When you study archaeology at BYU, the subject of Book of Mormon archaeology inevitably rears it’s head. In a Mesoamerican class, I was a little taken aback at the professor’s reaction to someone mentioning Izapa’s Stela 5 (what I knew as the “Tree of Life” stela). He laughed out loud and said the only way to take that as a depiction of the Lehi’s Tree of Life vision was to completely ignore the context. Upon further discussion, the professor freely admitted he’d never seen any convincing evidence for the Book of Mormon in the New World, but if he had to give a guess as to where the location might be, he’d say South America. He explained it was from the metallurgy component and a personal conviction that many cultures still lie undiscovered there.
South America? I’d heard about theories in Florida and Mesoamerica, but not that. So I decided to ask some of my other professors where they thought the Book of Mormon might have happened. A couple guys predictably said Mesoamerica, due to the high civilizations and writing systems. Another archaeologist said he was really interested in the Mound Builder cultures over in the Eastern United States. But, most importantly, I learned from those archaeologists and others in the department that it was unwise to base any testimony of the Book of Mormon on archaeological evidence. There’s just isn’t anything really solid out there that any of them felt held up to outside scrutiny.
Alternate lessons: (1) It’s okay to think that a Book of Mormon geography theory (even if touted by professionals in the field) is nuts. (2) Not everyone who believes in the Book of Mormon is ignorant of the lack of archaeological evidence, which means (3) arguing that the lack of archaeological evidence proves the Book of Mormon is a fraud isn’t going to be as convincing as some people think.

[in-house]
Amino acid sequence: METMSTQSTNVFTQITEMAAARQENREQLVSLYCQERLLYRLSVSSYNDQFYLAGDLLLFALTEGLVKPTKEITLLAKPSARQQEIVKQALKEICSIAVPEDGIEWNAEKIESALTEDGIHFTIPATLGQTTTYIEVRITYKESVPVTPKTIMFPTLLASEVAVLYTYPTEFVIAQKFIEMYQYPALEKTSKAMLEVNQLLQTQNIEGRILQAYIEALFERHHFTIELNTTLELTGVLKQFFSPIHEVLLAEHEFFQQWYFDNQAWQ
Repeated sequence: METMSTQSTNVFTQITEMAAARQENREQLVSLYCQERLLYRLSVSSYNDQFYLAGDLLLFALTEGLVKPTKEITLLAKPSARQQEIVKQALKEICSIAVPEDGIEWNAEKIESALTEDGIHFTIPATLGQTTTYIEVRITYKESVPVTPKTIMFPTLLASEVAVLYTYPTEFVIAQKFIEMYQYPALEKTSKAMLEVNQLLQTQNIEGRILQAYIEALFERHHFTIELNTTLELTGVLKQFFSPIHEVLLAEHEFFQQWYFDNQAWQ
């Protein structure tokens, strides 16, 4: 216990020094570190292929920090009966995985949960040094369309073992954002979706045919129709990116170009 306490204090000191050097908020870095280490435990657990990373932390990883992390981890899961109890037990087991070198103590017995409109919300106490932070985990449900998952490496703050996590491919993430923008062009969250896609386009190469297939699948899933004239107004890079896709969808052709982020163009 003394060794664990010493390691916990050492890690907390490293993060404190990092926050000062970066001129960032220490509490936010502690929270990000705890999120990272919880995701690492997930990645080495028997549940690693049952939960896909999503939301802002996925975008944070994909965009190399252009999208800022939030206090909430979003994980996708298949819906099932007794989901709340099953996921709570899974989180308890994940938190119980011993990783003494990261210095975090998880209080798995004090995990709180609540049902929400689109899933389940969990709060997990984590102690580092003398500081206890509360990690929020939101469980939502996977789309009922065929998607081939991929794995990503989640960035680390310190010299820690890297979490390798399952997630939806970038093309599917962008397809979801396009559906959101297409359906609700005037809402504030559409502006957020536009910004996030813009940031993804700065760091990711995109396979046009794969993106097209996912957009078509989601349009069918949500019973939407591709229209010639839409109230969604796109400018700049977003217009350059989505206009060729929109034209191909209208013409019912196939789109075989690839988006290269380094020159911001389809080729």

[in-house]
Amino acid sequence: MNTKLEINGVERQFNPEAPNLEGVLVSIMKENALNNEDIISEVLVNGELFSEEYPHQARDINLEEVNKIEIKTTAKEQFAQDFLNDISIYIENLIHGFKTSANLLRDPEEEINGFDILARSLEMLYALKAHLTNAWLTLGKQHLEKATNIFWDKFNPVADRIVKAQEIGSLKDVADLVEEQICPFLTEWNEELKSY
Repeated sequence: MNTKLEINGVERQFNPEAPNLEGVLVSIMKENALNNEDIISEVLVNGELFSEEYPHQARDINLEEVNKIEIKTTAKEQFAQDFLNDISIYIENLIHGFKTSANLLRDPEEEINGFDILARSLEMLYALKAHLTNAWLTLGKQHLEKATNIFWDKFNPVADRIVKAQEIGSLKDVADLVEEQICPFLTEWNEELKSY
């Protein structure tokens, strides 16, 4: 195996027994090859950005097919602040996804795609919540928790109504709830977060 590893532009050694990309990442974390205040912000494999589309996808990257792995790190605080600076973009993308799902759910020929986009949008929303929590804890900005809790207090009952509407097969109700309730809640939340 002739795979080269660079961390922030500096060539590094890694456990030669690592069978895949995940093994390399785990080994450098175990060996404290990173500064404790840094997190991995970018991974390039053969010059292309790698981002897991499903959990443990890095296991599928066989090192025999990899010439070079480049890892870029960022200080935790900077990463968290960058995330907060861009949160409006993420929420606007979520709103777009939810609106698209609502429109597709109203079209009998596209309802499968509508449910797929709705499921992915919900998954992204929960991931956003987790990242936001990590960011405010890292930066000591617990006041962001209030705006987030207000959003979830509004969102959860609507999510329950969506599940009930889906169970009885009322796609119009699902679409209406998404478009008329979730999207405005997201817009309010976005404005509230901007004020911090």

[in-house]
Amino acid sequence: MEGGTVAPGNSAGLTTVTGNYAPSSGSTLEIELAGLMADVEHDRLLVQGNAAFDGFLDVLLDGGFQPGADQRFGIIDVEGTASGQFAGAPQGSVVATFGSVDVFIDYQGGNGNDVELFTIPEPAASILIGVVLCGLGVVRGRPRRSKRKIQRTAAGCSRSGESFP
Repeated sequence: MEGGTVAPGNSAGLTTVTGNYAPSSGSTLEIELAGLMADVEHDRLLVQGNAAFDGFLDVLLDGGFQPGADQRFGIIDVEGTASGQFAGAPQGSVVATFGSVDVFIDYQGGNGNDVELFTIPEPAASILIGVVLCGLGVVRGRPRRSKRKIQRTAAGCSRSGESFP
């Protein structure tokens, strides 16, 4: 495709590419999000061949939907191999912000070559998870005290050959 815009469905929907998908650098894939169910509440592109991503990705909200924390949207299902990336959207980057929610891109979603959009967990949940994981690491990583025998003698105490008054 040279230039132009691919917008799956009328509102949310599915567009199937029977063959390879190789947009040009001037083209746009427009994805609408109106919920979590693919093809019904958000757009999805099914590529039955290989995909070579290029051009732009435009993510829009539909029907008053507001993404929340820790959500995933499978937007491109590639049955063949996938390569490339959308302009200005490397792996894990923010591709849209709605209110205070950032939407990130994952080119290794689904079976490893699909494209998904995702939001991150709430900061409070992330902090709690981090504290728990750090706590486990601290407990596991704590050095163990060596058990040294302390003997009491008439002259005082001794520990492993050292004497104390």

Lesson #4 – Kooky theories are prevalent in archaeology, and it takes a LONG time to change the consensus.
Philip Jenkins, a scholar at Baylor, once used the example of the Clovis and pre-Clovis theories to explain how scientific consensus changes. Based on discoveries at Clovis, New Mexico, in the 1930s, archaeologists believed that the first people in the Americas came about 13,000 years ago. Jenkins explained that the Monte Verde archaeological site in Chile (discovered in the 1970s) upended the scientific community with a carbon date of over 14,000 years ago. At first it was considered a fluke, but after continued discoveries confirming pre-Clovis occupation of the New World, most people became converted to the idea that the Clovis theory was defunct. Turning specifically to the Mormon apologetic community defending Book of Mormon historicity, he recommended:
You know the best way to challenge an orthodoxy? Produce one, just one, really convincing and verifiable example that forces mainstream scholars to change their minds, and all else follows from that. If you can’t produce a single exception to challenge the rule, your cause is not worth much. Call it the Monte Verde Principle.